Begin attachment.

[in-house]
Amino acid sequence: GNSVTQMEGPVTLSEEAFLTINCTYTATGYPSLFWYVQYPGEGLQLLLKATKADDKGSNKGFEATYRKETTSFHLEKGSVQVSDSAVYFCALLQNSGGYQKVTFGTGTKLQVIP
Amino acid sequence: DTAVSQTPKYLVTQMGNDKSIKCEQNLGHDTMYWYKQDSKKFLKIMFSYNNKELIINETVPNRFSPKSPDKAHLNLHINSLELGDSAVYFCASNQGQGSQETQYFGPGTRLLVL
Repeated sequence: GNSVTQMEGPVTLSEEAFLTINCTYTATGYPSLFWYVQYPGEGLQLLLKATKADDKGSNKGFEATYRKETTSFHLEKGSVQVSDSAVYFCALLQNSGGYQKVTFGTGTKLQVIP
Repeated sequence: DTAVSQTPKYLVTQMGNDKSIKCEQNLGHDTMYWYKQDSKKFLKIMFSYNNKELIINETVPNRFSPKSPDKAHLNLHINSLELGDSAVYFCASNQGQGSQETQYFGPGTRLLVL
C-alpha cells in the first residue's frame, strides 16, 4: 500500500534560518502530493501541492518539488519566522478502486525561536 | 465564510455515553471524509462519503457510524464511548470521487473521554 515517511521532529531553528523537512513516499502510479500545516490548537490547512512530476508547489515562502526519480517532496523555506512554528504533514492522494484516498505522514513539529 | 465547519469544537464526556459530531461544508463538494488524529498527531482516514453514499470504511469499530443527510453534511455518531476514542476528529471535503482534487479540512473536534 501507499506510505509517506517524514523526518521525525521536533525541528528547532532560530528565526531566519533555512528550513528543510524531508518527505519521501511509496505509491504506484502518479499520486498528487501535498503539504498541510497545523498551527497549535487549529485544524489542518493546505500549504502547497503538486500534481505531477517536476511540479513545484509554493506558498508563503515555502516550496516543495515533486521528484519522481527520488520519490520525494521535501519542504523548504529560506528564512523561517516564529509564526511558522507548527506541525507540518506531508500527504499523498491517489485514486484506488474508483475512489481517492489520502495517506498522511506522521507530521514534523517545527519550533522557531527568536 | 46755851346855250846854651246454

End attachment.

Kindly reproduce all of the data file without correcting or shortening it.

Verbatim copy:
[in-house]
Amino acid sequence: GNSVTQMEGPVTLSEEAFLTINCTYTATGYPSLFWYVQYPGEGLQLLLKATKADDKGSNKGFEATYRKETTSFHLEKGSVQVSDSAVYFCALLQNSGGYQKVTFGTGTKLQVIP
Amino acid sequence: DTAVSQTPKYLVTQMGNDKSIKCEQNLGHDTMYWYKQDSKKFLKIMFSYNNKELIINETVPNRFSPKSPDKAHLNLHINSLELGDSAVYFCASNQGQGSQETQYFGPGTRLLVL
Repeated sequence: GNSVTQMEGPVTLSEEAFLTINCTYTATGYPSLFWYVQYPGEGLQLLLKATKADDKGSNKGFEATYRKETTSFHLEKGSVQVSDSAVYFCALLQNSGGYQKVTFGTGTKLQVIP
Repeated sequence: DTAVSQTPKYLVTQMGNDKSIKCEQNLGHDTMYWYKQDSKKFLKIMFSYNNKELIINETVPNRFSPKSPDKAHLNLHINSLELGDSAVYFCASNQGQGSQETQYFGPGTRLLVL
C-alpha cells in the first residue's frame, strides 16, 4: 500500500534560518502530493501541492518539488519566522478502486525561536 | 465564510455515553471524509462519503457510524464511548470521487473521554 515517511521532529531553528523537512513516499502510479500545516490548537490547512512530476508547489515562502526519480517532496523555506512554528504533514492522494484516498505522514513539529 | 465547519469544537464526556459530531461544508463538494488524529498527531482516514453514499470504511469499530443527510453534511455518531476514542476528529471535503482534487479540512473536534 501507499506510505509517506517524514523526518521525525521536533525541528528547532532560530528565526531566519533555512528550513528543510524531508518527505519521501511509496505509491504506484502518479499520486498528487501535498503539504498541510497545523498551527497549535487549529485544524489542518493546505500549504502547497503538486500534481505531477517536476511540479513545484509554493506558498508563503515555502516550496516543495515533486521528484519522481527520488520519490520525494521535501519542504523548504529560506528564512523561517516564529509564526511558522507548527506541525507540518506531508500527504499523498491517489485514486484506488474508483475512489481517492489520502495517506498522511506522521507530521514534523517545527519550533522557531527568536 | 46755851346855250846854651246454